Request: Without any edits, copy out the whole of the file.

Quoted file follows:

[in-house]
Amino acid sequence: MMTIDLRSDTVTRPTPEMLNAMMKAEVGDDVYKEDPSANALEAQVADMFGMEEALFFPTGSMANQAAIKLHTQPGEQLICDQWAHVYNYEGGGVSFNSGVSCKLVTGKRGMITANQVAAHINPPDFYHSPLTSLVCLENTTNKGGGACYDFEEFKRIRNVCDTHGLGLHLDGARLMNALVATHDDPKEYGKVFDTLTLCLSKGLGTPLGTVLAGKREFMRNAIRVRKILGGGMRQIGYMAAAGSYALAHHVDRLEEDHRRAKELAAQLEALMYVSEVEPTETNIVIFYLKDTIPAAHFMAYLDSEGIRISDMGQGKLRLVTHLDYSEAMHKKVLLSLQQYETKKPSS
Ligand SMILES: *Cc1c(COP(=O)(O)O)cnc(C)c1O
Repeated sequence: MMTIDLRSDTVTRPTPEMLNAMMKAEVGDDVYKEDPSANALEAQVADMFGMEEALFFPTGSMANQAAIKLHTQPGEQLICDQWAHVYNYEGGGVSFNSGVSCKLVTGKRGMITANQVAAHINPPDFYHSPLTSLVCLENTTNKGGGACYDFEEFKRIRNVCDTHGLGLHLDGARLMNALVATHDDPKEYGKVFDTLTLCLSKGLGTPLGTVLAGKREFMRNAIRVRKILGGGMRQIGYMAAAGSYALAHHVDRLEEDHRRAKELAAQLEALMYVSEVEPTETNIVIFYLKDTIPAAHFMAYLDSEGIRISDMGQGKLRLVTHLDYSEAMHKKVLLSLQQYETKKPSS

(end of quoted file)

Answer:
[in-house]
Amino acid sequence: MMTIDLRSDTVTRPTPEMLNAMMKAEVGDDVYKEDPSANALEAQVADMFGMEEALFFPTGSMANQAAIKLHTQPGEQLICDQWAHVYNYEGGGVSFNSGVSCKLVTGKRGMITANQVAAHINPPDFYHSPLTSLVCLENTTNKGGGACYDFEEFKRIRNVCDTHGLGLHLDGARLMNALVATHDDPKEYGKVFDTLTLCLSKGLGTPLGTVLAGKREFMRNAIRVRKILGGGMRQIGYMAAAGSYALAHHVDRLEEDHRRAKELAAQLEALMYVSEVEPTETNIVIFYLKDTIPAAHFMAYLDSEGIRISDMGQGKLRLVTHLDYSEAMHKKVLLSLQQYETKKPSS
Ligand SMILES: *Cc1c(COP(=O)(O)O)cnc(C)c1O
Repeated sequence: MMTIDLRSDTVTRPTPEMLNAMMKAEVGDDVYKEDPSANALEAQVADMFGMEEALFFPTGSMANQAAIKLHTQPGEQLICDQWAHVYNYEGGGVSFNSGVSCKLVTGKRGMITANQVAAHINPPDFYHSPLTSLVCLENTTNKGGGACYDFEEFKRIRNVCDTHGLGLHLDGARLMNALVATHDDPKEYGKVFDTLTLCLSKGLGTPLGTVLAGKREFMRNAIRVRKILGGGMRQIGYMAAAGSYALAHHVDRLEEDHRRAKELAAQLEALMYVSEVEPTETNIVIFYLKDTIPAAHFMAYLDSEGIRISDMGQGKLRLVTHLDYSEAMHKKVLLSLQQYETKKPSS